Biography of Muriel Stuart
Muriel Stuart (1885, Norbury, South London - 1967) The daughter of a Scottish barrister, was a poet, particularly concerned with the topic of sexual politics, though she first wrote poems about World War I. She later gave up poetry writing; her last work was published in the 1930s. She was born Muriel Stuart Irwin.
She was hailed by Hugh MacDiarmid as the best woman poet of the Scottish Renaissance although she was not Scottish, but English. Despite this, his comment led to her inclusion in many Scottish anthologies. Thomas Hardy described her poetry as "Superlatively good".
Her most famous poem "In the Orchard" is entirely dialogs and in no kind of verse form, which makes it innovative for its time. She does use rhyme: a mixture of half-rhyme and rhyming couplets (a,b,a,b form)
Other famous poems of hers are "The Seed Shop", "The Fools" and "Man and his Makers"
Muriel also wrote a gardeninonbg book called Gardener's Nightcap (1938) which was later reprinted by Persephone Books:.
She died on 18th December 1967.
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Muriel Stuart Poems
Madala Goes By The Orphanage
Unaware of its terror, And but half aware Of the world's beauty near her- Of sunlight on the stones,
In The Orchard
'I thought you loved me.' 'No, it was only fun.' 'When we stood there, closer than all?' 'Well, the harvest moon Was shining and queer in your hair, and it turned my head.' 'That made you?' 'Yes.' 'Just the moon and the light it made
Here in a quiet and dusty room they lie, Faded as crumbled stone or shifting sand, Forlorn as ashes, shrivelled, scentless, dry - Meadows and gardens running through my hand.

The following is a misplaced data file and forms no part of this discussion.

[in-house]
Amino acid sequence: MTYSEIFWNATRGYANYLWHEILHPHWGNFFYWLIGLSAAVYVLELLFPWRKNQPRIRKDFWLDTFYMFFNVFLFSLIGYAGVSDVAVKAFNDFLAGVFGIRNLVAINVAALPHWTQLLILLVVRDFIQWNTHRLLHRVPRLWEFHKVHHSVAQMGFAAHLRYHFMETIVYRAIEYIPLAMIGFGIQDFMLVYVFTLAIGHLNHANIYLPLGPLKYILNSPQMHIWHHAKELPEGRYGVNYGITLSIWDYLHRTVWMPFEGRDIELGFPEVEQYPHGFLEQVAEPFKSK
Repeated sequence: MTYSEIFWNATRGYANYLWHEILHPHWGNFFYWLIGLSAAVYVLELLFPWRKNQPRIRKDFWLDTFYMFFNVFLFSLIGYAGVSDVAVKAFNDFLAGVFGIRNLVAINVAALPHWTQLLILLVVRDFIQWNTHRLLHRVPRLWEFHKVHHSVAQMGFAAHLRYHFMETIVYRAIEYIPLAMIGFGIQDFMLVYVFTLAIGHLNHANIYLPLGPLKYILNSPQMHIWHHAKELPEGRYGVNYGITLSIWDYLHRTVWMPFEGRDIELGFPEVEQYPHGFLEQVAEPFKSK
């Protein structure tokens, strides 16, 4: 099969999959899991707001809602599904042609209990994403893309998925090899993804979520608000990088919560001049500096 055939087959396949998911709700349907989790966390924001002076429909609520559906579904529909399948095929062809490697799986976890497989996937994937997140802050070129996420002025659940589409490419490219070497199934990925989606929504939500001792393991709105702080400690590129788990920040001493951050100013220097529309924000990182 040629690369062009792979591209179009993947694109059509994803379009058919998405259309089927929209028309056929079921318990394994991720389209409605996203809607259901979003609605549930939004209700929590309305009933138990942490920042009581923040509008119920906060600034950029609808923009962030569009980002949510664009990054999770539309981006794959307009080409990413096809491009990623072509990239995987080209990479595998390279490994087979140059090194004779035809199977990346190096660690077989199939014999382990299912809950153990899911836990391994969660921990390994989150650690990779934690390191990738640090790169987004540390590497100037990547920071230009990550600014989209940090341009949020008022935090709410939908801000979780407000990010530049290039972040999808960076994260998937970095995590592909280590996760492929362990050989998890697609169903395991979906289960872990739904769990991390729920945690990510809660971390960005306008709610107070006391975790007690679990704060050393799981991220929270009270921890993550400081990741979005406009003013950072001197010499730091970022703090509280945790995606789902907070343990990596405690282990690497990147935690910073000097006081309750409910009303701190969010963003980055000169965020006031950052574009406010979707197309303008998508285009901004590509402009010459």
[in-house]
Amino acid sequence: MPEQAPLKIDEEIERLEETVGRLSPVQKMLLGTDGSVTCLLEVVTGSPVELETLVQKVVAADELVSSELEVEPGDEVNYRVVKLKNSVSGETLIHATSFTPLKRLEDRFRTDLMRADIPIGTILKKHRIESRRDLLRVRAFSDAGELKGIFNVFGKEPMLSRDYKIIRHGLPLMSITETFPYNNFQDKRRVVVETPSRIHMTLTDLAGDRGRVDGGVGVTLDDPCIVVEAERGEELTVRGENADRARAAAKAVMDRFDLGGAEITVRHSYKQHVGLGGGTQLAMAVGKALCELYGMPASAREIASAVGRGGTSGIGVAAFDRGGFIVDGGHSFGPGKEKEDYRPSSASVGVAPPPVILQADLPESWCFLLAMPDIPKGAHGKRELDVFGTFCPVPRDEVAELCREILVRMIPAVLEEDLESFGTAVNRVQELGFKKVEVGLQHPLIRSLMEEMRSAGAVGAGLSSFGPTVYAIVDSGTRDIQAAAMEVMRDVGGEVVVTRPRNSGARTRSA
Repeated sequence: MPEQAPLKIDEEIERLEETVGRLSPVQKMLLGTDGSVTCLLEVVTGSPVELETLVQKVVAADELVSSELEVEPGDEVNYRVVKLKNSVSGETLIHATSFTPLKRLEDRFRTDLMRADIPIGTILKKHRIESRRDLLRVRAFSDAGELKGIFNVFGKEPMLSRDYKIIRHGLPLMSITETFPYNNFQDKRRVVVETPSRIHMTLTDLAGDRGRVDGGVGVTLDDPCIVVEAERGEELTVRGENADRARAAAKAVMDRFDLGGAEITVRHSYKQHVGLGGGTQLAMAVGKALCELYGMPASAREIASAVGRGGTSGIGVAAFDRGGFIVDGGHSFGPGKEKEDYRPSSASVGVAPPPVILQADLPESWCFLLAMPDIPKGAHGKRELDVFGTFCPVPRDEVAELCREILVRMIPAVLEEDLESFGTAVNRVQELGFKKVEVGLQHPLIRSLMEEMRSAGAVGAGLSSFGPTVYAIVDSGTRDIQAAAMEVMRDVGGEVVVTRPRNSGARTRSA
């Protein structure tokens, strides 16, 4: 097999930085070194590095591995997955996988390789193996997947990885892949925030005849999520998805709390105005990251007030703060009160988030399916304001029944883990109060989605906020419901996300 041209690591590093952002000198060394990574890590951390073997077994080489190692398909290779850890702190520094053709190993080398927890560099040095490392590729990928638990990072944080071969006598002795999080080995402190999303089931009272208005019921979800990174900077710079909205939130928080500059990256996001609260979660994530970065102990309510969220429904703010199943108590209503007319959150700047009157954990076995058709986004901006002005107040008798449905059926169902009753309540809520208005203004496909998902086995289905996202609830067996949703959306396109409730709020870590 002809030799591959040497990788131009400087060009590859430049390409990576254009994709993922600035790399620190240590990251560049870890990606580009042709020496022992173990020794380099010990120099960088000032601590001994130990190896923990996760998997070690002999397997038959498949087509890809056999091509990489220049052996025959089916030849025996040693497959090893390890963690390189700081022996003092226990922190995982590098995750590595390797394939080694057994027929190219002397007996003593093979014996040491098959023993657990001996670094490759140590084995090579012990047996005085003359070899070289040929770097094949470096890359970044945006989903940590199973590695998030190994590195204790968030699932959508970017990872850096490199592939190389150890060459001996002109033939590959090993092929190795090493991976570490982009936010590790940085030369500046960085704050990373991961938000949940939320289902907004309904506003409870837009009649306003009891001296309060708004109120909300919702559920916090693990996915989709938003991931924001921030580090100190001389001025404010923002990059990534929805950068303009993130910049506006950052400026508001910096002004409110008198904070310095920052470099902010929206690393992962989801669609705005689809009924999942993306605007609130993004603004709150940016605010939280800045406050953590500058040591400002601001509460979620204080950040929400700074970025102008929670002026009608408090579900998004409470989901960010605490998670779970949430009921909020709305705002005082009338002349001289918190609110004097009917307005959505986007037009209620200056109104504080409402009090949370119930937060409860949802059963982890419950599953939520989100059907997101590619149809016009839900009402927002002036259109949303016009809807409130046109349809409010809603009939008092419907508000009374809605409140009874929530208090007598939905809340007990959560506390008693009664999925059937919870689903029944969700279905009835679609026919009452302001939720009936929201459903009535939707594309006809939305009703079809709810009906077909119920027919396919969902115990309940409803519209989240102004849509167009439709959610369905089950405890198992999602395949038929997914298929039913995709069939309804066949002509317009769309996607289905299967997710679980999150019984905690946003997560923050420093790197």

Forgotten Dead, I Salute You
Dawn has flashed up the startled skies, Night has gone out beneath the hill Many sweet times; before our eyes Dawn makes and unmakes about us still
Man And His Makers
1. I am one of the wind's stories, I am a fancy of the rain,- A memory of the high noon's glories,
Do you remember, Leda? There are those who love, to whom Love brings Great gladness: such things have not I.
A Song For Old Love
There shall be a song for both of us that day Though fools say you have long outlived your songs, And when, perhaps, because your hair is grey,
At A Life's End
COME here, rekindle the old fire, This last night leave no lamp unlit! In later days we twain shall sit, Remembering the joys of it,--
When to your virgin heart, unstirred, ungiven, Upon the quiet mountainside untrod,
I will not have roses in my room again, Nor listen to sonnets of Michael Angelo To-night nor any night, nor fret my brain
The Dead Moment
THE world is changed between us, never more Shall the dawn rise and seek another mate Over the hill-tops; never can the shore Spread out her ragged tresses to the roar
The Chalice Of Circe
DRINK of our Cup--of the red wine that burns in it, All the wild shames that have crusted its mouth, Passion that twists in it, Madness that churns in it, Fever that yearns in it, Folly that turns in it,
The End Of Love
WHO shall forget till his last hour be come,-- Until the useful service of the dust Hath drawn the emptying cerements in and in;-- Until the Earth hath eaten love and lust,
Chained to the years by the measureless wrong of man, Here I hang, here I suffer, here I cry,
A STREET at night, a silent square
That mirth forbids;
Whose windows, with drawn lips and narrowed lids,
Resent the intruder's stare.
Where winds are cautious in their play,
Where only steals
Some meager brougham on its muffled wheels
Before the portals grey.